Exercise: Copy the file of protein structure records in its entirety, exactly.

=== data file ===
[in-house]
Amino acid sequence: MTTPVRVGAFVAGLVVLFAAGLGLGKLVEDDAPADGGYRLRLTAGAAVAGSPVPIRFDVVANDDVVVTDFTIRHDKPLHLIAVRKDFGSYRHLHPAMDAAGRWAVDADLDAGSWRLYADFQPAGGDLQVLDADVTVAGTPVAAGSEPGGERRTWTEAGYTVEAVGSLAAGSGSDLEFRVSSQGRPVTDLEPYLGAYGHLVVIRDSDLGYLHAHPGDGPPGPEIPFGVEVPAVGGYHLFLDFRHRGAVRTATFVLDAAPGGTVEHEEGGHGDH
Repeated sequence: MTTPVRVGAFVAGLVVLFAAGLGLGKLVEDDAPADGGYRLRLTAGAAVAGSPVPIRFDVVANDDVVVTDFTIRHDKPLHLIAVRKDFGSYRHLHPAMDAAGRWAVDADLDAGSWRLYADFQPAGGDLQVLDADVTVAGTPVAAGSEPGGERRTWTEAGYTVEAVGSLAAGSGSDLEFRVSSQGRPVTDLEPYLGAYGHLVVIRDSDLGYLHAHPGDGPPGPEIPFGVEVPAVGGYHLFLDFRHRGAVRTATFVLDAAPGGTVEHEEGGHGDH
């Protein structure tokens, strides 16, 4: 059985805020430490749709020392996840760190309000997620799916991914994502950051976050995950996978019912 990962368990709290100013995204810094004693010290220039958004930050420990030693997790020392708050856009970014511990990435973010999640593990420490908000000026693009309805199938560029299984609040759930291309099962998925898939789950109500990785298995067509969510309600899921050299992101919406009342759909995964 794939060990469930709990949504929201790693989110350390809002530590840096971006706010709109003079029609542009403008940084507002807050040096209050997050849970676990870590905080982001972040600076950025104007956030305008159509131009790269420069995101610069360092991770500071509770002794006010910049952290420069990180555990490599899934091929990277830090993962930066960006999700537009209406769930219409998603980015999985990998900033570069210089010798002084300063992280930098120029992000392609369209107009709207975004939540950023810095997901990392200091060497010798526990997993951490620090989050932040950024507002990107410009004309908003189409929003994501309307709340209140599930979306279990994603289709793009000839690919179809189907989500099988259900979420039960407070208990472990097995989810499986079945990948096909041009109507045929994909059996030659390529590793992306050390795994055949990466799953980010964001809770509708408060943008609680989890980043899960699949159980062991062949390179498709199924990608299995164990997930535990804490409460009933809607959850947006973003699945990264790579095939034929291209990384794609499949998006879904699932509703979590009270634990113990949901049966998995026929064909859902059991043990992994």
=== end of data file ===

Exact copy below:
[in-house]
Amino acid sequence: MTTPVRVGAFVAGLVVLFAAGLGLGKLVEDDAPADGGYRLRLTAGAAVAGSPVPIRFDVVANDDVVVTDFTIRHDKPLHLIAVRKDFGSYRHLHPAMDAAGRWAVDADLDAGSWRLYADFQPAGGDLQVLDADVTVAGTPVAAGSEPGGERRTWTEAGYTVEAVGSLAAGSGSDLEFRVSSQGRPVTDLEPYLGAYGHLVVIRDSDLGYLHAHPGDGPPGPEIPFGVEVPAVGGYHLFLDFRHRGAVRTATFVLDAAPGGTVEHEEGGHGDH
Repeated sequence: MTTPVRVGAFVAGLVVLFAAGLGLGKLVEDDAPADGGYRLRLTAGAAVAGSPVPIRFDVVANDDVVVTDFTIRHDKPLHLIAVRKDFGSYRHLHPAMDAAGRWAVDADLDAGSWRLYADFQPAGGDLQVLDADVTVAGTPVAAGSEPGGERRTWTEAGYTVEAVGSLAAGSGSDLEFRVSSQGRPVTDLEPYLGAYGHLVVIRDSDLGYLHAHPGDGPPGPEIPFGVEVPAVGGYHLFLDFRHRGAVRTATFVLDAAPGGTVEHEEGGHGDH
């Protein structure tokens, strides 16, 4: 059985805020430490749709020392996840760190309000997620799916991914994502950051976050995950996978019912 990962368990709290100013995204810094004693010290220039958004930050420990030693997790020392708050856009970014511990990435973010999640593990420490908000000026693009309805199938560029299984609040759930291309099962998925898939789950109500990785298995067509969510309600899921050299992101919406009342759909995964 794939060990469930709990949504929201790693989110350390809002530590840096971006706010709109003079029609542009403008940084507002807050040096209050997050849970676990870590905080982001972040600076950025104007956030305008159509131009790269420069995101610069360092991770500071509770002794006010910049952290420069990180555990490599899934091929990277830090993962930066960006999700537009209406769930219409998603980015999985990998900033570069210089010798002084300063992280930098120029992000392609369209107009709207975004939540950023810095997901990392200091060497010798526990997993951490620090989050932040950024507002990107410009004309908003189409929003994501309307709340209140599930979306279990994603289709793009000839690919179809189907989500099988259900979420039960407070208990472990097995989810499986079945990948096909041009109507045929994909059996030659390529590793992306050390795994055949990466799953980010964001809770509708408060943008609680989890980043899960699949159980062991062949390179498709199924990608299995164990997930535990804490409460009933809607959850947006973003699945990264790579095939034929291209990384794609499949998006879904699932509703979590009270634990113990949901049966998995026929064909859902059991043990992994």